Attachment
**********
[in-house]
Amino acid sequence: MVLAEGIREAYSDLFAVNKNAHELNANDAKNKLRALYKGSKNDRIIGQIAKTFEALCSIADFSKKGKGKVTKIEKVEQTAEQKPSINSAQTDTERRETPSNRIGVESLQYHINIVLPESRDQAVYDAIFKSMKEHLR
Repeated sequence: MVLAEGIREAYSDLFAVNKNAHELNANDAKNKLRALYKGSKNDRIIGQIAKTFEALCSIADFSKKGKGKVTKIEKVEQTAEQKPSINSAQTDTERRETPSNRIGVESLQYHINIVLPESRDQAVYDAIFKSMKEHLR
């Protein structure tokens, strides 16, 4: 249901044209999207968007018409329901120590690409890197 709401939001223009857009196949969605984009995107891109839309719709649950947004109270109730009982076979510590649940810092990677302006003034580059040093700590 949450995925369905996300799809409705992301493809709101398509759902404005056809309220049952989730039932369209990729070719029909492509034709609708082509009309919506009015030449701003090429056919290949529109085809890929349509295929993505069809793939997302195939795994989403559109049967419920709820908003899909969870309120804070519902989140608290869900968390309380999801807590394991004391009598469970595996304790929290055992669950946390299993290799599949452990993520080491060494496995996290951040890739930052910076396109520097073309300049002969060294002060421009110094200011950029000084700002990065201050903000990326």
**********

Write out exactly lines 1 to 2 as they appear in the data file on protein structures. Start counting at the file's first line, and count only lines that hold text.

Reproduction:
[in-house]
Amino acid sequence: MVLAEGIREAYSDLFAVNKNAHELNANDAKNKLRALYKGSKNDRIIGQIAKTFEALCSIADFSKKGKGKVTKIEKVEQTAEQKPSINSAQTDTERRETPSNRIGVESLQYHINIVLPESRDQAVYDAIFKSMKEHLR